We pass through Pune’s outskirts, whose ugly names seem to say it all: Pimpri, Chinchwad. Slums back all the way up to the tracks — homes made of nothing at all, a sheet of tin, an old signboard, dusty old blankets. A boy stands holding his pants — he will drop them to shit after our train goes by. The world: It’s all here for the viewing. I think of the Buddha when he was still a prince, and the forays he took out of the palace. Seeing the sick, the dying, the dead: It made him want to renounce the world.

roadside workers in Goa, India

Indian roadside workers. ©Ian D. Keating

On the train, peanut sellers, key chain vendors, and a stream of beggars work the crowd. A woman with her sari pulled tight over her head comes through, one empty hand to her mouth, the other held out: “Please, brother, sister. Give.” We try not to meet her eye; no one gives her anything. Two blind singers enter the car, singing in Hindi: “This life is nothing,” without you, I suppose, or maybe simply “this life is nothing.” Hearing this sad song, passengers who had remained unmoved before pull out their rupees.

Then a lady comes, strong jaw, brash eyes, her fingers wound with ten rupee notes like a blooming flower. She taps each man and asks for money. She’s a hijra, a kind of gender-bending figure of both good fortune and inauspiciousness. When she taps Liam, he shakes his head and looks away, but she won’t stop, so I say, in Hindi, “Stop that,” and she turns to me, shrieking, as if I am a talking monkey. “What is your name, monkey? Can I marry this boy?” She calls to her friends, sturdy in saris, their stubbly chins below mascara-ed eyes. They leer at us, and then they disappear at the next station. On comes a man with a two-sided drum and bells on his wrist. He sings beautifully and this time I am moved to pull out my money.

A mother and her son and daughter perch beside me. The girl greedily crunches the biscuits her mother gives her, standing in the aisle. Her younger brother calls out for water, then falls asleep, his head heavy on his mother’s arm. “That’s my son,” I tell the woman. He doesn’t look at us.

Finally we arrive in Kandala.

Once outside the station, I bargain with three entwined rickshaw drivers, who ask an exorbitant price.  I walk away, then stupidly calculate their price into dollars, decide it’s not so much really, and turn back to accept it. One man pulls himself free from the others, and we get in.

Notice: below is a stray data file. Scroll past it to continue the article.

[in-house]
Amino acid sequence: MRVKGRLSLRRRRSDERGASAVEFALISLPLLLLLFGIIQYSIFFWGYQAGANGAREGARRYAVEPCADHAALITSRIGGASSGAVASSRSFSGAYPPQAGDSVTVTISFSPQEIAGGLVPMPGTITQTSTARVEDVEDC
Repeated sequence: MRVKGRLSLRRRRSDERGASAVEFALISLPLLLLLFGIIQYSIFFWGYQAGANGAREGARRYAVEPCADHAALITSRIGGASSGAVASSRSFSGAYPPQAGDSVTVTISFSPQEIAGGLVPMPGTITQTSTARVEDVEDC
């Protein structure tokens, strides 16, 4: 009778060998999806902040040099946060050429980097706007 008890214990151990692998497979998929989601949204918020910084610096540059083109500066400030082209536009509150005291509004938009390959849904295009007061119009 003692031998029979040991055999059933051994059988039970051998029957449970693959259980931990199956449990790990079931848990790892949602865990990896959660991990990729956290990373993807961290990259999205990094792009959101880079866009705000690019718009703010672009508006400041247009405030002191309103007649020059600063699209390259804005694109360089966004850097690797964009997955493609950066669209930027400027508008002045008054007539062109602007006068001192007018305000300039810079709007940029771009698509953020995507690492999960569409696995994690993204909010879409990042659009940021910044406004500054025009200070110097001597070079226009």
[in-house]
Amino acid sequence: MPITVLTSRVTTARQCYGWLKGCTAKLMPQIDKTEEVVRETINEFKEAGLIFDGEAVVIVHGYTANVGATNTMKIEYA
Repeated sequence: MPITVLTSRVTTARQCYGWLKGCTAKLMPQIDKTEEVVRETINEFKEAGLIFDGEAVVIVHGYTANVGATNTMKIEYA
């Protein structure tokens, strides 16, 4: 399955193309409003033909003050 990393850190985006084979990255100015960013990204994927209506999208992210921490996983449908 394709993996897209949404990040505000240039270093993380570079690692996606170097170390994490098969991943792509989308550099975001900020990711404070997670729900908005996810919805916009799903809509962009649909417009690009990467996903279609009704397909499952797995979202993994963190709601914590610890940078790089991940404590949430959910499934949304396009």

The rickshaw winds through packed streets. This village has none of the sophistication of Pune — no women in jeans, no shiny electronics stores. The road is lined with shops selling cheap glittery clothes and bottles of strange colored water, and people and vehicles jostle for space. I stare out while Liam keeps his head hidden, tired of being noticed, perhaps also simply tired of seeing.

Leaving the village, we pass a row of makeshift tents manned by tribal women with bare-assed kids squatting nearby. I try to engage Liam, but he will not talk other than to ask for a page from my journal to write a few notes. “Is something wrong?” I ask. “Do you want to talk?” He shakes his head. It’s all so much — the language, the noise, the people, everything. India seems to force travelers like us to become philosophical: Why are we here? What is this for?

He is out of my reach.

– – –

We go as far as the rickshaw can go: the end of a dirt track. The driver points up, and we can see the dark caves in the side of the mountain.

Stone steps lead the way. “You want something to eat?” I ask Liam, but he shakes his head no. “Not water even?” He shakes his head. I offer him a box of mango juice, which he accepts in silence.

We have to lift our knees high to mount each stair. The sun beats on our bare heads. Halfway up, Liam points out a nearly dry waterfall dripping down the rocks. “I’d like to climb that.”

 

Hiking up to Bedse caves, India

Liam makes his way up the path to the Bedse caves. ©Laurie McMillin

“Go ahead,” I say, grateful that he’s speaking to me.

“I don’t want to lose the path,” he says flatly. “Maybe on the way down.”

We stop to catch our breath and look out over the patchwork of fields, Bedse village with its haystacks.  Near the top a white-clad figure peeks over the edge and calls out to Liam, “Where you are from?” Liam can’t catch his accent, so I reply: “USA. America.” The man has a metal nametag: “I work for Archaeological Society. It is duty to show.”